HWC Declaration of four new Provincial Heritage Sites in the Western Cape Province for Heritage Month 2014

2014
(Department of Cultural Affairs & Sport, Western Cape Government)

In a celebration of Heritage Month 2014, Heritage Western Cape (HWC) has focussed on the declaration of four new Provincial Heritage Sites that our history and diversity. From an ancient archaeological site that holds evidence pertaining to the origins of all humans to a cultural landscape consisting of early cape vernacular architecture to a school that has overcome tremendous odds to reach excellence as well as a cathedral around which numerous protests rallied, these sites truly reflect our colourful cape.

The declaration notices for these sites will be published in a special edition of the Provincial Government Gazette on Tuesday 23 September 2014.

Diepkloof Rock Shelter

Diepkloof is also one of the few a sites which contain evidence of artistic expression. Unlike other early sites which contain limited numbers of objects with human decoration, Diepkloof has 270 intentionally engraved ostrich egg shell fragments which have been uncovered thus far. These artefacts are found within the Howiesons Poort complex, inferring the behavioural modernity of the peoples who constructed these tools.

Archaeological sites containing evidence for symbolic early behaviour dating to before 40 000BP are extremely rare globally (there are only a handful radiometrically dated archaeological sites in the world). The engraved ostrich eggshells at Diepkloof date to 60 000 BP, and so provide insight to our earliest origins as a species. This evidence supports the hypothesis that behaviourally modern humans came from Africa.

Verlorenvlei Cultural Landscape

The surviving Langhuis structures contained within the settlement are recognized as being significant and unique remnants of a once thriving hamlet located on the shores of the Verlorenvlei, which is itself regarded as one of the most important estuarine systems in the Western Cape and is recognized as being a wetland of international significance: designated as a RAMSAR site on 28 June 1991.

Harold Cressy High School

Harold Cressy High School displays significance in terms of intrinsic historical, social, environmental, cultural and political value. The school represents resistance to apartheid laws and association to public memory of forced removals, segregation and academic excellence.

The school building was designed by architect John Perry and constructed between 1933 and 1934. The school was located on the premises until 1940. In 1941 the buildings were occupied by Hewat Training College. Hewat College was the first coloured tertiary institution and provided a focus of intellectual resistance to white segregation (Bickford-Smith et al 1999:80-83). The college remained in Roeland Street until 1961.

In 1953, the school was renamed Harold Cressy High School in honour of Mr Harold Cressy who had to overcome formidable disadvantages and overwhelming odds in his pursuit of academic excellence and in his dedication to community service.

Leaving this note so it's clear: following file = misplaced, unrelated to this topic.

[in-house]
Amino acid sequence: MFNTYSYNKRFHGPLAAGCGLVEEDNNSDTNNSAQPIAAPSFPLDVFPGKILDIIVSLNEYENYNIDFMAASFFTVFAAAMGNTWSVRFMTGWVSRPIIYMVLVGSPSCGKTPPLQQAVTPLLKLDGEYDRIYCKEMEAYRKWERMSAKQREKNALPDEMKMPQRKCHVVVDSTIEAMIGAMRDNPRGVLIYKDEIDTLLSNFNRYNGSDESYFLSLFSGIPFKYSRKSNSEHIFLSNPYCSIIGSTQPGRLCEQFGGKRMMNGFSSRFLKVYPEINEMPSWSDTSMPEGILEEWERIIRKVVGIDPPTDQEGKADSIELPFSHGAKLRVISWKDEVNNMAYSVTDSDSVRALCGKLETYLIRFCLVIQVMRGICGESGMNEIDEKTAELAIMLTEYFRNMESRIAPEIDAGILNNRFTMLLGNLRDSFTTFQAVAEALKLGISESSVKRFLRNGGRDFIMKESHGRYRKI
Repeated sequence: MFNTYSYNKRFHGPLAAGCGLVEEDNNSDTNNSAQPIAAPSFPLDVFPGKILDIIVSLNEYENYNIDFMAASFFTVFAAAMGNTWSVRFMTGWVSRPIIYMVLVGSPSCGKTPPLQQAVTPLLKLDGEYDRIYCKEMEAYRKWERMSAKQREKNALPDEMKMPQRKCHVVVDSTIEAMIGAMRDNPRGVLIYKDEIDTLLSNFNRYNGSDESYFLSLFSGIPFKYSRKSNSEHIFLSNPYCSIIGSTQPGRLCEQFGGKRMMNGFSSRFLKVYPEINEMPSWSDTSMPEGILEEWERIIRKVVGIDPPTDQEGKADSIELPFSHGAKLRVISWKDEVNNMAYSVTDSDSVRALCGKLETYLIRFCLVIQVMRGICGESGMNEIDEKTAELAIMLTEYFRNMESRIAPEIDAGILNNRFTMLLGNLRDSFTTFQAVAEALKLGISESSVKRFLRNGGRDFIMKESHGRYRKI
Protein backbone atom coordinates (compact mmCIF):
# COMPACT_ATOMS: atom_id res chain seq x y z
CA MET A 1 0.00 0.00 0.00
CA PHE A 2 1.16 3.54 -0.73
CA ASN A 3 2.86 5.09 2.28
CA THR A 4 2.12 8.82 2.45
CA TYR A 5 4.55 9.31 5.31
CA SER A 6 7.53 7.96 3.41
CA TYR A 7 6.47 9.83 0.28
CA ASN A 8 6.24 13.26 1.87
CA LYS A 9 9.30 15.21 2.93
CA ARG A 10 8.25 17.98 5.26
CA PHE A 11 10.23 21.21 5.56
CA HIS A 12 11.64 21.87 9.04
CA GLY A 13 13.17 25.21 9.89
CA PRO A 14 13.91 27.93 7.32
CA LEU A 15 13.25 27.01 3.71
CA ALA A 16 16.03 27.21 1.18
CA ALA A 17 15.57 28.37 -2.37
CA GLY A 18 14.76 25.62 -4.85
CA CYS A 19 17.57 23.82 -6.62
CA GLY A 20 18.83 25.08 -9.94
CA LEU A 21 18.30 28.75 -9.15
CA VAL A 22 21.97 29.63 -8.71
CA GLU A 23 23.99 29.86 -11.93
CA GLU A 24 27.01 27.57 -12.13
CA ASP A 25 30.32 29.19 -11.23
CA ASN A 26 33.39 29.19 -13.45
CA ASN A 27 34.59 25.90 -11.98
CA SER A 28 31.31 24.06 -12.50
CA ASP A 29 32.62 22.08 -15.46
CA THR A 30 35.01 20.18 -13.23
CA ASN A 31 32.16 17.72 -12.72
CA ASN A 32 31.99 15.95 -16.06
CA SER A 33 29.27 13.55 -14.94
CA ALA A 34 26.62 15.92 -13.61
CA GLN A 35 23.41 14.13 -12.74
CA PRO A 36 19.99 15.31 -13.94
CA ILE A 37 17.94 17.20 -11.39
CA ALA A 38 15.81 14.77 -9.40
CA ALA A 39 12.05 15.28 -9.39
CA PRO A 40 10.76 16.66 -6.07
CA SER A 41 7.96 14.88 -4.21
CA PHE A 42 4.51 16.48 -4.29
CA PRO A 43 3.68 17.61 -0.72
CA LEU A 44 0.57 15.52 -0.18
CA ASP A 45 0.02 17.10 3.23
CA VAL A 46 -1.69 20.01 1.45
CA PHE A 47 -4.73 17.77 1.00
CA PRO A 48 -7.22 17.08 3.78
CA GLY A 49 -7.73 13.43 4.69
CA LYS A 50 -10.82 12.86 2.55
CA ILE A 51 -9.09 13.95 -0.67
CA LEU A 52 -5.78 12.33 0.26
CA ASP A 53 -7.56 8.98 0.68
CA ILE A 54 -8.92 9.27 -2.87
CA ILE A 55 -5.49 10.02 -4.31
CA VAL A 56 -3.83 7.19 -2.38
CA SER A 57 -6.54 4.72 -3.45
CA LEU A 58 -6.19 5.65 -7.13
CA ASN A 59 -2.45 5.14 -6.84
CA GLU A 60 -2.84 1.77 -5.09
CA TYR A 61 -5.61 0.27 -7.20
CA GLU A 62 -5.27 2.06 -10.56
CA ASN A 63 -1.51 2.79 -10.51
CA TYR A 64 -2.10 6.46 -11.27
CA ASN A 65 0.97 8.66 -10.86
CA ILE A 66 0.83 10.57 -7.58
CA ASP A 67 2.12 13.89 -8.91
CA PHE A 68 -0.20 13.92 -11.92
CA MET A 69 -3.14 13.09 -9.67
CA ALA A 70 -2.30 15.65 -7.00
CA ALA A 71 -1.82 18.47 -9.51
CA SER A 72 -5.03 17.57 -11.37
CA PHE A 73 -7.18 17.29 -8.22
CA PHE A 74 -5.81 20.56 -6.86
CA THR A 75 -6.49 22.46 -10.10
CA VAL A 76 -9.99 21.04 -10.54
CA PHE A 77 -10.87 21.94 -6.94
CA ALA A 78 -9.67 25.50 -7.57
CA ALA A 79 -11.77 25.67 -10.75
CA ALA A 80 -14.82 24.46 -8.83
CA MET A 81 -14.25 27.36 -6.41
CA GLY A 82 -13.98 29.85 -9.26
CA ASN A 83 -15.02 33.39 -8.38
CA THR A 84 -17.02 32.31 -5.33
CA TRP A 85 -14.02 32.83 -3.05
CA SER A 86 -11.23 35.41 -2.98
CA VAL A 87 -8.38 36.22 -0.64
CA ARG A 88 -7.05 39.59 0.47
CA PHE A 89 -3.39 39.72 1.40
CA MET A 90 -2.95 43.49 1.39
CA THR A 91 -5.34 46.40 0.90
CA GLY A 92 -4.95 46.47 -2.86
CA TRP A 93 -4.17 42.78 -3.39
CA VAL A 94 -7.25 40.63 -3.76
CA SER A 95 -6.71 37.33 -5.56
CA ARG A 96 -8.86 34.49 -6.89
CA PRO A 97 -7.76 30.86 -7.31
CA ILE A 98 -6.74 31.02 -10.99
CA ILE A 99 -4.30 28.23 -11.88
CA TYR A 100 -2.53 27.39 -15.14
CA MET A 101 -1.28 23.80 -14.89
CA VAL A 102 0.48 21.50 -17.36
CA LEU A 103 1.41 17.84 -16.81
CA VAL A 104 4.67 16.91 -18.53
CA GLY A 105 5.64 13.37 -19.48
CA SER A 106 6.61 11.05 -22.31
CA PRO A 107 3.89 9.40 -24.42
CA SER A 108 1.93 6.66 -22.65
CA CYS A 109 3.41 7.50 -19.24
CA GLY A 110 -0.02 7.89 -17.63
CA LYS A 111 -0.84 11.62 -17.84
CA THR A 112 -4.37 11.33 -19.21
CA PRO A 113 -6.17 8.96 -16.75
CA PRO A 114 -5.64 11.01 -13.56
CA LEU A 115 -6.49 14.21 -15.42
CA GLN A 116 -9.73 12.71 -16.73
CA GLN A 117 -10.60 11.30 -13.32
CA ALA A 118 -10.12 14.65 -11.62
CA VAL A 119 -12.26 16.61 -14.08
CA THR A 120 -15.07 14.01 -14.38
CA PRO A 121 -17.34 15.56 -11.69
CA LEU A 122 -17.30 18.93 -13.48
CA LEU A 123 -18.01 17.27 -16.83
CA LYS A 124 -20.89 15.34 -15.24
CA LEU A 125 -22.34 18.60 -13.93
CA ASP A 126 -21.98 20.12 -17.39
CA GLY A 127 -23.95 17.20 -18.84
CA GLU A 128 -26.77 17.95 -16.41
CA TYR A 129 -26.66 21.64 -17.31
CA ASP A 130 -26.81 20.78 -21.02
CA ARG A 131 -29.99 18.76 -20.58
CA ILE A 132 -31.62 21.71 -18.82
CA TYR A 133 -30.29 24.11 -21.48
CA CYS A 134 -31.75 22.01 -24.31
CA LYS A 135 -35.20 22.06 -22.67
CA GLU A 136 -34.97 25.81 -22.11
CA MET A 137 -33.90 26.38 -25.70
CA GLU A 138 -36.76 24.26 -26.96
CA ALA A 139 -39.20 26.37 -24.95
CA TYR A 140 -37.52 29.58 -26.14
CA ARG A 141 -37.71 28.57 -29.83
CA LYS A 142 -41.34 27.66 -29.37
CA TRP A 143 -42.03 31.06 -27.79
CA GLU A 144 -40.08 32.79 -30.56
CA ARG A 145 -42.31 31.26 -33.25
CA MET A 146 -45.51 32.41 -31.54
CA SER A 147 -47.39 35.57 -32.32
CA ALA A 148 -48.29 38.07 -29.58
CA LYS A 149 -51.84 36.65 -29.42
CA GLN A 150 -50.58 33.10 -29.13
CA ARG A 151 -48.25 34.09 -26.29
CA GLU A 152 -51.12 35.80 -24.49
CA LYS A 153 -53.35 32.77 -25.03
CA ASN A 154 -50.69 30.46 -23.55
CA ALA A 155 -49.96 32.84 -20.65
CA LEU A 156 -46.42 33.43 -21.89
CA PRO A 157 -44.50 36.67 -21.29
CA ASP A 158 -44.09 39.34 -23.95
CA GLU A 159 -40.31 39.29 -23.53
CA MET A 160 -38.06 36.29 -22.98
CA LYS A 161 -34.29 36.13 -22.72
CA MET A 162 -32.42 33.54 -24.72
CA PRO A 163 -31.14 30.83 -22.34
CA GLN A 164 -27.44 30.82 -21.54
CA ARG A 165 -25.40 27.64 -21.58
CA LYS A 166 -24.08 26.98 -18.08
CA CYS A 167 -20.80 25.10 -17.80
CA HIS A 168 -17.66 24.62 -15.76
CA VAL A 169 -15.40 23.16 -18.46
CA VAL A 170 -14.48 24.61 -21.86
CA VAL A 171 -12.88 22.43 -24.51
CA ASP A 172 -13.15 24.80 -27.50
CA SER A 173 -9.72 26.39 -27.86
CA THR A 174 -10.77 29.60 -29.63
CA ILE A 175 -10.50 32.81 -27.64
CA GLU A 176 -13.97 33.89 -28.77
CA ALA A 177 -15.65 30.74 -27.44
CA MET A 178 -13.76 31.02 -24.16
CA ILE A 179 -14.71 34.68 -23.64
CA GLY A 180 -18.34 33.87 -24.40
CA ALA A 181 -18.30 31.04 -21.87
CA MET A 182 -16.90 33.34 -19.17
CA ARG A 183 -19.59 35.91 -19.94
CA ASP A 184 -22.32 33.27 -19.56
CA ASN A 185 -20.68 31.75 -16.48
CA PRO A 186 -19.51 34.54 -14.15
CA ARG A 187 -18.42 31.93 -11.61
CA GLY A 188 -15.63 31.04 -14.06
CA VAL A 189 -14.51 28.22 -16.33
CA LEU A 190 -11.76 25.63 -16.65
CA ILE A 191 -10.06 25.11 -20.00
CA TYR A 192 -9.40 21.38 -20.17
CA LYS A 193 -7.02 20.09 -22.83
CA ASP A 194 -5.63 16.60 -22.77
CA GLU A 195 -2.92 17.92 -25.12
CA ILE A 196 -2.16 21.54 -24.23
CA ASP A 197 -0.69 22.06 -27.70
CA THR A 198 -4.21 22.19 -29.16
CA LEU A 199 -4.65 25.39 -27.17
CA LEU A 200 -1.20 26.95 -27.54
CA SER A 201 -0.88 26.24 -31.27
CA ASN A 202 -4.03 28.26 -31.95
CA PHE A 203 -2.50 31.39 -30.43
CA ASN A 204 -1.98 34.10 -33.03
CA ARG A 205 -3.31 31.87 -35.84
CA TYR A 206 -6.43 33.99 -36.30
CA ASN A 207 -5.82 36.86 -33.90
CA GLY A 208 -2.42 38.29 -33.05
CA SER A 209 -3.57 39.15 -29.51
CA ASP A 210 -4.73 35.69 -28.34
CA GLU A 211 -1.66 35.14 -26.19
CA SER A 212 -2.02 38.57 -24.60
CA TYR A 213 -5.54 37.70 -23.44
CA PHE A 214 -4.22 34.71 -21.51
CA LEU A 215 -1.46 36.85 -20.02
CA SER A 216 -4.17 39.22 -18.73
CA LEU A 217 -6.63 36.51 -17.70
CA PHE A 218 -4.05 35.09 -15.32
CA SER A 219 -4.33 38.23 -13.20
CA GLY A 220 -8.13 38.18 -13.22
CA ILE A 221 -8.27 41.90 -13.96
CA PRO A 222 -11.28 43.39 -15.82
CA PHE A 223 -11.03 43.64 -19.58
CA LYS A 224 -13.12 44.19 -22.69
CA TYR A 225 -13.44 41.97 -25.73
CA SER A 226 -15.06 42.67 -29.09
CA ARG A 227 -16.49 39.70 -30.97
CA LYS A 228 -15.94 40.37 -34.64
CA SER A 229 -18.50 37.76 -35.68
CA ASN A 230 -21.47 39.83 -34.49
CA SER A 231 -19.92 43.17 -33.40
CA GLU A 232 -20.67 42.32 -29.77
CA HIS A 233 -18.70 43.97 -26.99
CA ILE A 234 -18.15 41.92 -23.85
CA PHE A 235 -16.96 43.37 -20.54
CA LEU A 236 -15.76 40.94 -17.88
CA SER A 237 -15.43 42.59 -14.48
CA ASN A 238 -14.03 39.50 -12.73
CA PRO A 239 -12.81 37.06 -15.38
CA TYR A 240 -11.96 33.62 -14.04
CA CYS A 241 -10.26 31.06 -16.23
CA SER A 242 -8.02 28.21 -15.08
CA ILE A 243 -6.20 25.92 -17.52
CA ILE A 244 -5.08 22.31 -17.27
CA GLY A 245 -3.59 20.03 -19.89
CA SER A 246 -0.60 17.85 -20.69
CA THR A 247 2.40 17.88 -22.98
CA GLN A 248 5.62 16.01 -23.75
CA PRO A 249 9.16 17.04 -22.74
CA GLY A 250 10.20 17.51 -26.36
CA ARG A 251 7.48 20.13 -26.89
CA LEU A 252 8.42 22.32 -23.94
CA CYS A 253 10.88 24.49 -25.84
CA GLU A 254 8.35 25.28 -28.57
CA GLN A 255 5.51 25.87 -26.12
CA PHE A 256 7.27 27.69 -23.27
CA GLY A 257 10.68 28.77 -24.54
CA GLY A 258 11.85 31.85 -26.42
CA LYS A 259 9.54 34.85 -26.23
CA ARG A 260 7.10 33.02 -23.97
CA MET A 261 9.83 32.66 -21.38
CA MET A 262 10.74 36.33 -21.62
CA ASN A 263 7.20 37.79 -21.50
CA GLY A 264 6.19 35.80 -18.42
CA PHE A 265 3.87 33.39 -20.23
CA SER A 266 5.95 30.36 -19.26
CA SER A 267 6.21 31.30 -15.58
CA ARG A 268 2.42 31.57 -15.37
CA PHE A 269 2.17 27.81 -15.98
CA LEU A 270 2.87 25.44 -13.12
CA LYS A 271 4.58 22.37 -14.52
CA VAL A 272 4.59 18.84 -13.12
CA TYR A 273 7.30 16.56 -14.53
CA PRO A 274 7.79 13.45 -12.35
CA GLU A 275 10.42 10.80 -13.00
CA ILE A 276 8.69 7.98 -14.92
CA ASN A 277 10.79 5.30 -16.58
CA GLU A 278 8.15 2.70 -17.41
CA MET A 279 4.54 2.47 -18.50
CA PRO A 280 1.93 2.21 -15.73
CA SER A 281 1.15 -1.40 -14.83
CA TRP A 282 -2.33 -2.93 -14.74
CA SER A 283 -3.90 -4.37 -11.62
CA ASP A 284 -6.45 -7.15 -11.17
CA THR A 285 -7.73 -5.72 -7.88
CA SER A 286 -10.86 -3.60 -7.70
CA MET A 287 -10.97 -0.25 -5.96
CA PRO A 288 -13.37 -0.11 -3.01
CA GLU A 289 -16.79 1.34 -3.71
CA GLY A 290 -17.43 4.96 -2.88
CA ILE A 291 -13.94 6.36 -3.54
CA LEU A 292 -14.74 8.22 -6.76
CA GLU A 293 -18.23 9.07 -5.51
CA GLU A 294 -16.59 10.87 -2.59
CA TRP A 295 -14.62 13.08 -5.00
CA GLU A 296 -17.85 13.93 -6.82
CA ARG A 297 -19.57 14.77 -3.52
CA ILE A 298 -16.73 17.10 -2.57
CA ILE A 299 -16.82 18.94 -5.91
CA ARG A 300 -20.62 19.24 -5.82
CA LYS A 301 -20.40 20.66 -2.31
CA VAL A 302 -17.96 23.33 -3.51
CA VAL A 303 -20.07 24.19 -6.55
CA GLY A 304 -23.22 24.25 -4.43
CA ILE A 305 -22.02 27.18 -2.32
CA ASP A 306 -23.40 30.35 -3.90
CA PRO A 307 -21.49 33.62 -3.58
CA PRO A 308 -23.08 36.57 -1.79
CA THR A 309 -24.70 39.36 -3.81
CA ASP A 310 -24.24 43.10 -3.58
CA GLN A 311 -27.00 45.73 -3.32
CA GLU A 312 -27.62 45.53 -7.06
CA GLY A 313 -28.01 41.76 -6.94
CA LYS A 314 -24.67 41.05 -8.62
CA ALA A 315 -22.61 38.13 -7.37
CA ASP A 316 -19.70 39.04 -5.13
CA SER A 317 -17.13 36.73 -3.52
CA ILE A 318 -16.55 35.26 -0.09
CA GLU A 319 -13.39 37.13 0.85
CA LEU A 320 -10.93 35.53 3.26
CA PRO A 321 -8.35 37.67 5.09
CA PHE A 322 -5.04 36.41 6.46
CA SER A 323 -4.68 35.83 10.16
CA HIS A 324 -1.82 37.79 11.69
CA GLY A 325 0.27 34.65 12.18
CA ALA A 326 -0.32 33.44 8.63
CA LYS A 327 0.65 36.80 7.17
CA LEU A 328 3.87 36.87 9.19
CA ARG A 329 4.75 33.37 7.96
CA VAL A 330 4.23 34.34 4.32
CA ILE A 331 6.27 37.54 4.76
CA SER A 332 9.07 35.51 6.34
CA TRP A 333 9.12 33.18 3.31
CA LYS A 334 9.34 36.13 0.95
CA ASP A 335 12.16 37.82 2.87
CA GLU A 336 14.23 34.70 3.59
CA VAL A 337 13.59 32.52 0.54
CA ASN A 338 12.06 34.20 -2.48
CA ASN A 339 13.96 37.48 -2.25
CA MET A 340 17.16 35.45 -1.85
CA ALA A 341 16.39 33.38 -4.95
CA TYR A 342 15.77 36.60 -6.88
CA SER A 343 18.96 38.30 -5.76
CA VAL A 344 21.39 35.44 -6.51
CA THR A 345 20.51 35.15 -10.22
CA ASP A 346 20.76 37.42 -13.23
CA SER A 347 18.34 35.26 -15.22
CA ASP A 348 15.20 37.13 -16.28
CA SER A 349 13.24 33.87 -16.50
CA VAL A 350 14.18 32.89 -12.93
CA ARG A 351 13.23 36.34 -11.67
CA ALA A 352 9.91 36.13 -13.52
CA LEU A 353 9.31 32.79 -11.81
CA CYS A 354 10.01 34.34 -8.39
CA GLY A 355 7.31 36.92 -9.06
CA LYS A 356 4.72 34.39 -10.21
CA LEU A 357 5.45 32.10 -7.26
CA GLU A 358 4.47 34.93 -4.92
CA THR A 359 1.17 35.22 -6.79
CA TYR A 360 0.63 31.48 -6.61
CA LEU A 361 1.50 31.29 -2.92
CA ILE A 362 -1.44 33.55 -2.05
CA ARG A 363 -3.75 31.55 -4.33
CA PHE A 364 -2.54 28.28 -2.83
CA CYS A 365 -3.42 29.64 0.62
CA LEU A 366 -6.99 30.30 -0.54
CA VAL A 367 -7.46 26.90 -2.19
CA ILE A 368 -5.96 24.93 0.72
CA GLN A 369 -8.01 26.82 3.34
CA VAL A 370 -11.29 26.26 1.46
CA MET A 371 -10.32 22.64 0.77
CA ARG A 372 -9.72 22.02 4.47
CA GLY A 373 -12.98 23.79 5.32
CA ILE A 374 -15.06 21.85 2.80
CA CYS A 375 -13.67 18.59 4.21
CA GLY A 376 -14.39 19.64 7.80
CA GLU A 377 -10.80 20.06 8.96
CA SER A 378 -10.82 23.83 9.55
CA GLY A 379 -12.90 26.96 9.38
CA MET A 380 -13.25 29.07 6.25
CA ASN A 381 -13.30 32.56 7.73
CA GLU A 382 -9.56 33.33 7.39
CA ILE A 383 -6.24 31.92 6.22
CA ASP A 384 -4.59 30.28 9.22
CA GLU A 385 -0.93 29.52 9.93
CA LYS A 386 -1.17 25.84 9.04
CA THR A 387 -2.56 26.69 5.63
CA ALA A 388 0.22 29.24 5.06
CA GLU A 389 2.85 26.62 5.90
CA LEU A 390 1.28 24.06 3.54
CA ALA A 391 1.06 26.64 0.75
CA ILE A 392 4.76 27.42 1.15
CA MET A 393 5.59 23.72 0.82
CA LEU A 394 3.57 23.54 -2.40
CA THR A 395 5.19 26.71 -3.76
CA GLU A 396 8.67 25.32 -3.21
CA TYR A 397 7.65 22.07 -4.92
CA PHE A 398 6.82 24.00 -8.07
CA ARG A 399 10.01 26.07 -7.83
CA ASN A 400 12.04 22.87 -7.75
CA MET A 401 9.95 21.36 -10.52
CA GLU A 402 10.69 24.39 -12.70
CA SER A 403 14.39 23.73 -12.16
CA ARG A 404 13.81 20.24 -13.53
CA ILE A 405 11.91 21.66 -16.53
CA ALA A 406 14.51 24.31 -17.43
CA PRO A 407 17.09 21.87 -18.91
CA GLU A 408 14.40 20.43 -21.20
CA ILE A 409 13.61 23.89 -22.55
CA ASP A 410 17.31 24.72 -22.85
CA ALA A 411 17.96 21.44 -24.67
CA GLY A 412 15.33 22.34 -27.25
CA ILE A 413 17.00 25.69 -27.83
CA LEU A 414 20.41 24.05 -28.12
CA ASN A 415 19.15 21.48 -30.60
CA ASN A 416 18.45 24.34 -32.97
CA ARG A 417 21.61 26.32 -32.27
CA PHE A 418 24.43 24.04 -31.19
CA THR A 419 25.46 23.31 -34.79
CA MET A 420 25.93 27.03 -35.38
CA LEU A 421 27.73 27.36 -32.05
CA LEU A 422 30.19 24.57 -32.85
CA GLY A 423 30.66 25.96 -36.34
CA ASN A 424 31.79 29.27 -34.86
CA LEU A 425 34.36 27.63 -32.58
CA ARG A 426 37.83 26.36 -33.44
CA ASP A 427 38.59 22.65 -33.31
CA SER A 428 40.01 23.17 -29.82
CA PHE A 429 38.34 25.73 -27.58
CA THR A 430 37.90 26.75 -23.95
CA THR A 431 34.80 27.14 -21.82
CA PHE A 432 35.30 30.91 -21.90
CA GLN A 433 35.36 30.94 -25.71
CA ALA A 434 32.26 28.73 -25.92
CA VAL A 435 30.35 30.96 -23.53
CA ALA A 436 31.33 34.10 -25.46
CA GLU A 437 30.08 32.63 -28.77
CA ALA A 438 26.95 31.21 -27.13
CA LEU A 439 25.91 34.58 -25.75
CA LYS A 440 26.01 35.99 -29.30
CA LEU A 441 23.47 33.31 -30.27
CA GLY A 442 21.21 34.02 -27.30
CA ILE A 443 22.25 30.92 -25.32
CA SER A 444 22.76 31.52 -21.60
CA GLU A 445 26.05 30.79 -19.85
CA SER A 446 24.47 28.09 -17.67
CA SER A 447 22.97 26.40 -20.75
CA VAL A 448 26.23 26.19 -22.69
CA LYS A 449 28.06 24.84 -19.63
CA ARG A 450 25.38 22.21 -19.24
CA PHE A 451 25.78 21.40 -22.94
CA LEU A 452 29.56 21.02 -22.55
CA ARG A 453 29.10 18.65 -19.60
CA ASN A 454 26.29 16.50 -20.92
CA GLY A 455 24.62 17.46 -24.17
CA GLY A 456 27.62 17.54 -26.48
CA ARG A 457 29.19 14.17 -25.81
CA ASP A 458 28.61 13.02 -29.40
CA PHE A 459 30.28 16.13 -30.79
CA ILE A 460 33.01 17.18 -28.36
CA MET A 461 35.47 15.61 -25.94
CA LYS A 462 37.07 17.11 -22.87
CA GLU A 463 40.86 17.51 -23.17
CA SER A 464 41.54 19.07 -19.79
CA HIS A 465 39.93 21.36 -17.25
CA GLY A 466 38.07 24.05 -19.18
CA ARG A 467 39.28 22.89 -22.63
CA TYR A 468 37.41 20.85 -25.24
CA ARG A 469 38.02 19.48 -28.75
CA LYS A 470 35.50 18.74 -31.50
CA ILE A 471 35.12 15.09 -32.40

In 1966 District Six was declared a white area under the Group Areas Act and by 1982 more than 60 000 people had been relocated to the Cape Flats. During this time Harold Cressy school was under enormous pressure to move (District Six Museum, 2010). Under the leadership of Principal Victor Ritchie, the teachers, parents and students of the school resisted.

The school prides itself on its consistent record of success and stability. The heart of the school consists of its core values and code of conduct prescribes mutual trust and respect emanating from a caring, empathetic environment. The school firmly rejects any form of racism, sexism and social inequalities based on wealth and status. It rejects notions of over-rated competiveness and individualistic tendencies. These values in partnership with the huge contributions, integrity, commitment and dedication of its teachers made it possible for the school to excel and thrive even in the onslaught of adversary, an oppressive political system and depressing conditions.

An event is planned at Harold Cressy High School on Heritage Day to celebrate the declaration.

St Georges Cathedral

The St Georges Cathedral in Cape Town, built in 1901 and designed by well-known architect, Sir Herbert Baker, is significant for its role as a site for protests in the Struggle for Liberation during the 1980s against social injustices in Cape Town.

The cathedral is renowned for the political stance it has taken in the past.  St George’s Cathedral is indeed recognized as a strong symbol of democracy in South Africa.  This includes both the building itself, as well as the intangible heritage associated by the role different clergymen attached to the church played in this respect, hence it now also known as the “People’s Cathedral”.  From the doors of St George’s Cathedral, Rev Desmond Tutu, the first black archbishop of South Africa, led numerous marches and campaigns for the formal end of apartheid.

Enquiries: 

Andrew Hall

Director: Museums, Heritage and Geograpgical Names Services 

Tel: 021 483 5959

Email: Andrew.Hall@westerncape.gov.za

The content on this page was last updated on 23 September 2014